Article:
I still feel there are unanswered questions and political cloaks and daggers which are hiding the true cost and the flawed decision-making process which is costing us dear.

While Londoners walk briskly past Oyster readers or board buses and trams with their cards held in the general vicinity of the reader and without pausing or breaking step we have to touch our cards on the exact spot on the Myki reader, wait a couple of seconds and read some rather small text before proceeding.

London is one step ahead of the game and is looking to phase Oyster out altogether for regular users.  Proximity charging from a credit or debit card is now in use.  Just hold your (UK-issued) Visa or MasterCard where you once held Oyster and you are charged the same.  Overseas cardholders and occasional visitors can still purchase and use a paper Travelcard, a Travelcard add-on to a National Rail ticket or a Visitor's Oyster card.

Up your game, Australia.
  thadocta Chief Commissioner

Location: Katoomba
We have paid more and got less.

The legacy of decisions made will linger for years to come and potentially long after Myki itself has been superseded.

I still feel there are unanswered questions and political cloaks and daggers which are hiding the true cost and the flawed decision-making process which is costing us dear.

While Londoners walk briskly past Oyster readers or board buses and trams with their cards held in the general vicinity of the reader and without pausing or breaking step we have to touch our cards on the exact spot on the Myki reader, wait a couple of seconds and read some rather small text before proceeding.

London is one step ahead of the game and is looking to phase Oyster out altogether for regular users.  Proximity charging from a credit or debit card is now in use.  Just hold your (UK-issued) Visa or MasterCard where you once held Oyster and you are charged the same.  Overseas cardholders and occasional visitors can still purchase and use a paper Travelcard, a Travelcard add-on to a National Rail ticket or a Visitor's Oyster card.

Up your game, Australia.
Gwiwer
A couple of issues here. Gwiwer - contactless with TfL is available to a lot of non-UK issued cards - from the TfL website:

"MasterCard
Nearly all MasterCard and Maestro contactless payment cards issued outside the UK are accepted.
The majority of cards that aren't accepted are issued in the USA, Canada and the Netherlands. There are also a few other cards that may not be accepted.If your card is rejected on our services, please contact your card issuer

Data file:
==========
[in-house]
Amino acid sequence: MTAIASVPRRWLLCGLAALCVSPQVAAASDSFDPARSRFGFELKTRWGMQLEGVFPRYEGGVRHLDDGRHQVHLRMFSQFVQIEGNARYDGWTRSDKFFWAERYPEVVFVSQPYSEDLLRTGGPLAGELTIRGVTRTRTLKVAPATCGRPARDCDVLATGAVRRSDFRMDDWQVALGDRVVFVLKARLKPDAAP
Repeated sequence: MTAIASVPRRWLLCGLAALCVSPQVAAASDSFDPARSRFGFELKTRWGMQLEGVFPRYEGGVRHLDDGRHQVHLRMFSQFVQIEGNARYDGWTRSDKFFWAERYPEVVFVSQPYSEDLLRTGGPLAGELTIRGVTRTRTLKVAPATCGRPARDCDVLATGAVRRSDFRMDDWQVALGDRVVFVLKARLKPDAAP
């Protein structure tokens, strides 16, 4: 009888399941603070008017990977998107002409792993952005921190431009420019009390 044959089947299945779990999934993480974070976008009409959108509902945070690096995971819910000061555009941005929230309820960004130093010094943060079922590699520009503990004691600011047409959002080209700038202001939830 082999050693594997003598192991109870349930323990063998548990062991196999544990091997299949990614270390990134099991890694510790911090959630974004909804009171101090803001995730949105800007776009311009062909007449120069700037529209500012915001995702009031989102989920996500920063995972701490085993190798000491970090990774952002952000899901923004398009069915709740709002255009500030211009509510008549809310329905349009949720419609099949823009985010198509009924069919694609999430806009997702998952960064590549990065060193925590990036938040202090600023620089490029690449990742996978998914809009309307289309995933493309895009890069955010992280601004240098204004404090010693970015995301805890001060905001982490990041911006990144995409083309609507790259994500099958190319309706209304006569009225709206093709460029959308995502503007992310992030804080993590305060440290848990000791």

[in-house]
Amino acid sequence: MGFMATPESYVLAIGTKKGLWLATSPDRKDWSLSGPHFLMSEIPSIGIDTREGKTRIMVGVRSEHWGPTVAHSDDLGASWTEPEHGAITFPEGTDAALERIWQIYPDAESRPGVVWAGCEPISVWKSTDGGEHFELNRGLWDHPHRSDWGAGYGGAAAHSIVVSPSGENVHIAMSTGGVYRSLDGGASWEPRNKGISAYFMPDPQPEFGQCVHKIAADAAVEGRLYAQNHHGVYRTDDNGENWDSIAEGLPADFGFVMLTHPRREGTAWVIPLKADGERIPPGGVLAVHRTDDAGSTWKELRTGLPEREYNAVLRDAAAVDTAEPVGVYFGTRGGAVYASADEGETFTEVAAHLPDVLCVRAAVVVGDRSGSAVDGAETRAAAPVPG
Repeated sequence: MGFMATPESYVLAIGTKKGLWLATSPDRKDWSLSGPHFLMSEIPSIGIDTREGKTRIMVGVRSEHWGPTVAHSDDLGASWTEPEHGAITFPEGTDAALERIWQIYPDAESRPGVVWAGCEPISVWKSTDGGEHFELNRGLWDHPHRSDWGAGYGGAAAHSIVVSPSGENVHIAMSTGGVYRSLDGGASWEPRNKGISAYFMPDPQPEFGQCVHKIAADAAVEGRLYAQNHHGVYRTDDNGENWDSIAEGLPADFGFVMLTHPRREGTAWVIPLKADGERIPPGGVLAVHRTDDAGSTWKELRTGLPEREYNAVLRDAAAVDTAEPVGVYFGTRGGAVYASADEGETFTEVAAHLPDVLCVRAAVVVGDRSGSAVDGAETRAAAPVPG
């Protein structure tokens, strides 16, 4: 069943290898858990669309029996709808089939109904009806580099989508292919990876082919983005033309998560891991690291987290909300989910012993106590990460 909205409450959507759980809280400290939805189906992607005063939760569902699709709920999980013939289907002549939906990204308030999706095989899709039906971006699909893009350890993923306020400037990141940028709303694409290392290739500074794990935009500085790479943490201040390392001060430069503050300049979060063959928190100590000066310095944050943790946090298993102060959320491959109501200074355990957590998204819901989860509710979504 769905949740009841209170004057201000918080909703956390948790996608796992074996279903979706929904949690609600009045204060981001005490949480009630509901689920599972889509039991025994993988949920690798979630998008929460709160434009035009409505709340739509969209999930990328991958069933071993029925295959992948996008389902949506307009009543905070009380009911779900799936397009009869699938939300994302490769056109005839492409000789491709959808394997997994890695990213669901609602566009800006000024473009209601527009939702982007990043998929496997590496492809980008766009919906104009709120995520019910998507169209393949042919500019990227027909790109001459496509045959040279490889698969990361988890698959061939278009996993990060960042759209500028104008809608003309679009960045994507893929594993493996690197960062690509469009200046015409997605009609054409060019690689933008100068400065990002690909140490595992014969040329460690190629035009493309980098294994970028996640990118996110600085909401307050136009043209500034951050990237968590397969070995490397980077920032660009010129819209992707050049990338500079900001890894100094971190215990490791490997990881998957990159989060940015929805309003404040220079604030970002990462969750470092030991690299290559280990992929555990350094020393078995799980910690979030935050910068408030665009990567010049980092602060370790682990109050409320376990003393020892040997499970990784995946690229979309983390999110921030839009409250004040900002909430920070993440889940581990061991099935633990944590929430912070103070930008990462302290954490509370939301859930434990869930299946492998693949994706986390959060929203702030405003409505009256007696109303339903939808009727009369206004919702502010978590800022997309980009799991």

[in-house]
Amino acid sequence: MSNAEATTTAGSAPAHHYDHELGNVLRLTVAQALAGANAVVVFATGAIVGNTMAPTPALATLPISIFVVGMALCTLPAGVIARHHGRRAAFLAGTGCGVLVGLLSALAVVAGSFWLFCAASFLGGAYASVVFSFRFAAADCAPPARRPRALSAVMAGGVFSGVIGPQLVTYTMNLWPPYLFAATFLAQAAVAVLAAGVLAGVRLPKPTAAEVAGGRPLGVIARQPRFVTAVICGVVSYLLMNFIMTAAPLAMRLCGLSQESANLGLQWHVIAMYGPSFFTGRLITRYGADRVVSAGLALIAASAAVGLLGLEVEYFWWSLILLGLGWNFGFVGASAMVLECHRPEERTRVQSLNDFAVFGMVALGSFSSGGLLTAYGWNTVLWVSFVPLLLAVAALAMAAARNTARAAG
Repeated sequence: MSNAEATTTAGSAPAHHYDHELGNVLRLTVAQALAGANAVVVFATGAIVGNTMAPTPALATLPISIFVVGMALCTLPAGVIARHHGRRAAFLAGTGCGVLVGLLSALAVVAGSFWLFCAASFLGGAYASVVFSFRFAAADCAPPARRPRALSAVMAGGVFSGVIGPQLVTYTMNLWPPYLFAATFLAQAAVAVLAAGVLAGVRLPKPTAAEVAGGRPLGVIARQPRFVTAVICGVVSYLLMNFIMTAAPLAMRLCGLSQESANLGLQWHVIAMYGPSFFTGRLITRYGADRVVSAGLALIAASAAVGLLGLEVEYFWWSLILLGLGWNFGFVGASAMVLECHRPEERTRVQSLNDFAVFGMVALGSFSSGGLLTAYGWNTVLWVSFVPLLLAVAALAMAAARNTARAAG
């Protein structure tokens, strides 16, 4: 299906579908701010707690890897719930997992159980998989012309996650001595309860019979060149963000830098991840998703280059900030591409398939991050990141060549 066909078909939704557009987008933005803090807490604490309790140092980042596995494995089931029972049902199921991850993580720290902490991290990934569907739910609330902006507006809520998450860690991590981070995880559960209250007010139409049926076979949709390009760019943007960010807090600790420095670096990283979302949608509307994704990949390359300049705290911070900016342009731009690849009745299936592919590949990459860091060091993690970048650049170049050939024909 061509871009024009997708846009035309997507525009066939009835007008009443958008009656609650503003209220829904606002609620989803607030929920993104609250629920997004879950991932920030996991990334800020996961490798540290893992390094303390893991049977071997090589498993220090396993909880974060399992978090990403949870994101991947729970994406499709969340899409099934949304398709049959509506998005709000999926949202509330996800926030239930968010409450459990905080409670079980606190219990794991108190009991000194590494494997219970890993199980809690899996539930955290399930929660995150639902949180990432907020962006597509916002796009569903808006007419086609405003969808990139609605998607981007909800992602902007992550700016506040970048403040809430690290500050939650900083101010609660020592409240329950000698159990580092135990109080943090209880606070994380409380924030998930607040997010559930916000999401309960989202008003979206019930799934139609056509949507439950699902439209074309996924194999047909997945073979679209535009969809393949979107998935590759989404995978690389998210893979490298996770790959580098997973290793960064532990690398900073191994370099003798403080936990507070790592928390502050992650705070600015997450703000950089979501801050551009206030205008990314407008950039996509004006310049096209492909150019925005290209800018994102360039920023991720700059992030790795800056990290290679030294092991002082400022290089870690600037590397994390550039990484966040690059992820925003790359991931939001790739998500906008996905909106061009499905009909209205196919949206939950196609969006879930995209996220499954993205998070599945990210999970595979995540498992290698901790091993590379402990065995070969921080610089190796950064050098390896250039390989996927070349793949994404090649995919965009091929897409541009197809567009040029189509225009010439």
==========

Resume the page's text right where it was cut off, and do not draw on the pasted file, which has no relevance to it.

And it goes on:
VISA
Some Visa and V PAY contactless payment cards from countries other than the UK are not accepted for contactless travel on our services. Visa expects all its contactless payment cards to be accepted in the near future.
If you travel in London regularly, we suggest you contact your issuer and ask for a new contactless payment card (newer cards have the latest technology and should be accepted)"

Secomdly, you have constantly whinged about your doubts about the system in use - myki - to get it right.

Given that the system in use win London with contactless cards involves them recomciling the card information supplied where you touched on with the card information where you touched off, and using the reconciliation to determine the applicable fare to be charged, I am concerned about the incongruities in your argument.

On the one hand, you don't believe that a stored value on a card (myki) with a quick fare calculation (then deducting the fare from the card value) to be reliable, but you expect a system that would have more than a million touch-ons per day, with a consequent more than a million touch-offs per day, to be able to successfully reconcile those transactions without fail?

Don't get me wrong here, I trust myki, never had an issue with it, and as a regular Opal card user, I have never had an issue, and next time I am in London, I will use my Mastercard, so I trust all of the systems, I just find it hard to see how you have such issues with the simpler system whilst advocating the more complex system.

Dave
  Gwiwer Rt Hon Gentleman and Ghost of Oliver Bulleid

Location: Loitering in darkest Somewhere
Thank you for updating me on the contactless card availability in London.  Things are moving fast there as back in September on my last visit contactless was new and only available to UK-issued cardholders.  It shows just how responsive and well-resourced that system is.  There is no suggestion that I am aware of that it will (or indeed even could) be introduced in Victoria.

I trust London because it is a well-resourced and well-built (though not 100% perfect) system.

I do not trust the "simpler" Myki system because it is built on shaky architecture at indecent cost and flew in the face of much good advice to buy a ready-made and functional system.  With around 80 zones to London's 9 (soon to be 10) I don't quite follow how Myki is "simpler" as each time the card is interrogated the back end must check against every possible fare combination.  The same is true in London of course but there are many fewer possible permutations when one only has 9 zones.

Sponsored advertisement

Subscribers: g00r, Gwiwer

Display from:   

Quick Reply

We've disabled Quick Reply for this thread as it was last updated more than six months ago.